It is true that 3D printing is already the “everyday” for modern automotive industry production? Any particular will be made using additive manufacturing? So cars value will go down? Quiet … examine the points one at a time, and we draw our conclusions.
Today with the term 3D printing are generally defined all prototyping and production additive technologies present on the market. Some of these utilize material in a liquid state, other powder still other material in a solid state: what they have in common is the use of heat to change the state of the material to model it according to the mathematical construction lines of the 3d file source. About 30 years ago it was love at first sight between the automotive industry and additive rapid prototyping with the appearance of Stereolithography (SLA), useful to achieve conceptual and aesthetic models of non-structural components and used even today, for our direct experience, to achieve headlights of cars of samples or motorcycles obtaining a high degree of transparency and a good yield in wind tunnel tests both for the seal and the degree of illumination. Although this is not the final material is still a quick and valuable way to get feedback during the part design. Similarly the Selective Laser Sintering (SLS) is a valid support to build also structural components that will remain however prototypes (it does not use final material) and thus will never be mounted on a car to be put on the road. Our experience with some car manufacturers and linked companies shows us every day the importance of the transition from the CAD file to a plastic prototype to final piece still made with traditional technologies in injection moulding series.
Another truth is the widespread use of the additive 3D printing technology to achieve the final components that are then mounted on the real car. The R&D laboratories of the automakers are engaged for some time now in the study of new solutions offered by Direct Metal Laser Sintering (DMLS) technology and FDM technology combining high structural performance and containment of fixed production costs revolutionizing “series” traditional vision. Today laboratory tests and road tests focus on car prototypes, on cars of new conception as for example the solar bus “Olli” which components, according to the original project, will be fully realized with 3D printing technologies to enable an extreme personalization of forms based on the customer request. The technology that most intrigues the automotive world, but not only, is the Direct Metal Laser Sintering, a fusion of metal powder to get pieces in the final material more quickly, with less use of material and therefore with less weight on the complete body and with lower costs refer only to the specific need of production, no fixed costs or inventory to manage. Studies on the structure of the samples show that these new parts can fully replace pieces made with traditional technologies although this step requires a rethink on the details themselves and therefore a remarkable job of CAD design to adapt the old math to new technology, however, being able to count on a new flexibility of shape and design before unattainable with traditional melting technologies or mechanical processing.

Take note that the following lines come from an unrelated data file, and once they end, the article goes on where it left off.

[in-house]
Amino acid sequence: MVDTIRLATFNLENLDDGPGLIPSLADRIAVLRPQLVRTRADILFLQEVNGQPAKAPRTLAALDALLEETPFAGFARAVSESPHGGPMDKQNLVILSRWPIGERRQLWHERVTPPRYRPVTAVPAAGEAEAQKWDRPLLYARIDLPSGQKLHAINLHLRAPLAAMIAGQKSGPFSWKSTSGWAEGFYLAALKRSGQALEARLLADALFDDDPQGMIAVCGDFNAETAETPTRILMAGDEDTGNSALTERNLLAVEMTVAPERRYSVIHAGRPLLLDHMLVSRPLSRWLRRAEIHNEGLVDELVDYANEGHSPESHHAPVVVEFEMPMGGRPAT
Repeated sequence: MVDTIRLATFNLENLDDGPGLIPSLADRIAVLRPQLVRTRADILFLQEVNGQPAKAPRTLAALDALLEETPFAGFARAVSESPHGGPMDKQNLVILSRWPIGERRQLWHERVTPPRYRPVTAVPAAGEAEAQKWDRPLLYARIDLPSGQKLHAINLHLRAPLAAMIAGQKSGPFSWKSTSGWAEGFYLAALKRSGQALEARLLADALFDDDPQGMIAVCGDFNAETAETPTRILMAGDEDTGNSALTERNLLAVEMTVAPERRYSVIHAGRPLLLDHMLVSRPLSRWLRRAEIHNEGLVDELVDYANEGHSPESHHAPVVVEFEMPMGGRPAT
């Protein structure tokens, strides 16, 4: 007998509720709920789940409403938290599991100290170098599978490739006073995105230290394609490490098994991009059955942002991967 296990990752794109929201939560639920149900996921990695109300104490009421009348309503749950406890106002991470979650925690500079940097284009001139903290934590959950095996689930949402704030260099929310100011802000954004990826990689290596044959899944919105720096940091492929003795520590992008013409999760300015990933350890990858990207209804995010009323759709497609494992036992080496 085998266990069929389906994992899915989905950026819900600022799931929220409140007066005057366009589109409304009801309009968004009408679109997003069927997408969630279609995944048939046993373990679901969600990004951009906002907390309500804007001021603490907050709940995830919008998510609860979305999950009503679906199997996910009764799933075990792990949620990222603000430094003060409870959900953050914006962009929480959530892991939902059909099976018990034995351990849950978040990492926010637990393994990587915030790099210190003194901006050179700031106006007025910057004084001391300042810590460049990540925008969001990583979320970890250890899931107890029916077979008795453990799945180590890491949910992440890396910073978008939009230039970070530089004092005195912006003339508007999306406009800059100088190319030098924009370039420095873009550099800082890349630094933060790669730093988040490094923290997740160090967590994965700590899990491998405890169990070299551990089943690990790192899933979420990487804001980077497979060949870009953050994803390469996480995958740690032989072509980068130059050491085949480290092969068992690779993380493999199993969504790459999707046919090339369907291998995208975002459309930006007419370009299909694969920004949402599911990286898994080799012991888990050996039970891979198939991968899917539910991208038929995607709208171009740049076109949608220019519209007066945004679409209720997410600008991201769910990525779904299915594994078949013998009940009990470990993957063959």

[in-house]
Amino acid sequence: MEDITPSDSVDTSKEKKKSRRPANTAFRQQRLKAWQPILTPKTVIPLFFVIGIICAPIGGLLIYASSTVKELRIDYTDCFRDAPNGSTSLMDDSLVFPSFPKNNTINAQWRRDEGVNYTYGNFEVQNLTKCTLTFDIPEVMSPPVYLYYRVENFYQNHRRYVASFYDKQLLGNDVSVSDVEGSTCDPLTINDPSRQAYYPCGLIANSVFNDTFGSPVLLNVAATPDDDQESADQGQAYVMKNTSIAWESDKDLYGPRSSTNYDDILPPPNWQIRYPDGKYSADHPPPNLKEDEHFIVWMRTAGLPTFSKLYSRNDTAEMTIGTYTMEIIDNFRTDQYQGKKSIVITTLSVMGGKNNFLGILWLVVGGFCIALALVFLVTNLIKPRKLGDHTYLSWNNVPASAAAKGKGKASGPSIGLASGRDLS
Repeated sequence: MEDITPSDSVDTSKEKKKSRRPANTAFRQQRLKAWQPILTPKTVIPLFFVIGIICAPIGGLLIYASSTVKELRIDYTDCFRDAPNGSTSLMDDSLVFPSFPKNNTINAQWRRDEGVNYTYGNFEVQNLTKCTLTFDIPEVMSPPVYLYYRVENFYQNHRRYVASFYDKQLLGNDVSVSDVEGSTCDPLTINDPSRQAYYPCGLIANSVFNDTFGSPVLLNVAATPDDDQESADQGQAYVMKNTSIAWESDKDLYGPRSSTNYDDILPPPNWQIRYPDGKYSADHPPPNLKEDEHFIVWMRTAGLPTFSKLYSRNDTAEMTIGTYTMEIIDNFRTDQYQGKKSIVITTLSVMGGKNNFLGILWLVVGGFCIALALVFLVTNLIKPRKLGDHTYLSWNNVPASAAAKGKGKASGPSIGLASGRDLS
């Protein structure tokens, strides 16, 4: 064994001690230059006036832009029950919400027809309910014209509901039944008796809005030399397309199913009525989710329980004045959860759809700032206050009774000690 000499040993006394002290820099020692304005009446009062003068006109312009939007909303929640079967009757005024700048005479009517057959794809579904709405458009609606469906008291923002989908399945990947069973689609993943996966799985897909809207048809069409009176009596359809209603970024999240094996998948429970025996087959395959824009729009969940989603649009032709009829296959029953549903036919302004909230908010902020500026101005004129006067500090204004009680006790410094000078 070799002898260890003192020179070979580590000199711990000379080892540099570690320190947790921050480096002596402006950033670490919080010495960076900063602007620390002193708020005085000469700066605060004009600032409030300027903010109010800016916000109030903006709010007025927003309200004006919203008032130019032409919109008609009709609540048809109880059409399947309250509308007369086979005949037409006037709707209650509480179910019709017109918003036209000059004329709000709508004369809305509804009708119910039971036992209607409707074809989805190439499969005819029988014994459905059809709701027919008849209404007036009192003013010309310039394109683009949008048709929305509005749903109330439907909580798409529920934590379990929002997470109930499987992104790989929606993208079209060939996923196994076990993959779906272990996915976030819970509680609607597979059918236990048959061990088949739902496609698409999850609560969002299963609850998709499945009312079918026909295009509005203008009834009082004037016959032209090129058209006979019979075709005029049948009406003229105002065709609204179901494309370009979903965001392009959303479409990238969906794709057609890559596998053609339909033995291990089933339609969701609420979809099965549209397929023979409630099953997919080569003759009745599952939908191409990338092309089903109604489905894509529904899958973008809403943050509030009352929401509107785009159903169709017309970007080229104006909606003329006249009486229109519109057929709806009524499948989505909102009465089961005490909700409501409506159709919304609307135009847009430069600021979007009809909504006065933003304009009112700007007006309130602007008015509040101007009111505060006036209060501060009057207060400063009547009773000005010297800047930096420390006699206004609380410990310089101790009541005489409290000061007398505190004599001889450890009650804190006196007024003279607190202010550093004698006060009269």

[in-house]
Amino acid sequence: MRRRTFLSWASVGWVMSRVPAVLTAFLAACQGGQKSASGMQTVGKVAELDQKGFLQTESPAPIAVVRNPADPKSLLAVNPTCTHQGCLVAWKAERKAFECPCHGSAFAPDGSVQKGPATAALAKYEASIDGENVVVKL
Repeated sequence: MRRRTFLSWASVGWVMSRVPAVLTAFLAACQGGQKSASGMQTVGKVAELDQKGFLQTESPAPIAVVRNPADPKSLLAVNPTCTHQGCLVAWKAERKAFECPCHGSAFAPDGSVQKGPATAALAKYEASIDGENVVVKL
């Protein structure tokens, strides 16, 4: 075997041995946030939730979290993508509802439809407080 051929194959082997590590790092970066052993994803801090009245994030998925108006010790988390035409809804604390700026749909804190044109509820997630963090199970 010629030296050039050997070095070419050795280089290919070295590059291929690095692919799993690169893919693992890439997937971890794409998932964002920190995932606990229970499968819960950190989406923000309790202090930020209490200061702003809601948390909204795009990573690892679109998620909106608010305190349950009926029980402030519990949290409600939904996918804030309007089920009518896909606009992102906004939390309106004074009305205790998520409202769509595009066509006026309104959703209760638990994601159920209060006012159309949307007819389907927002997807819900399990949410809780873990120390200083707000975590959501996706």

Now we can answer the last question: will the cost of cars subside? Not for the moment! Today these new steps are regarding only the skeleton of the car and some exterior details, not yet an integral part of engine and transmission components, so it is reasonable to think that the future impact on savings will still be fairly limited. But we should not despair: the combination of research and technology repeated us for centuries this mantra: “Never say never” … therefore we have to invest intellectual and material resources to research and wait for the new that will be!
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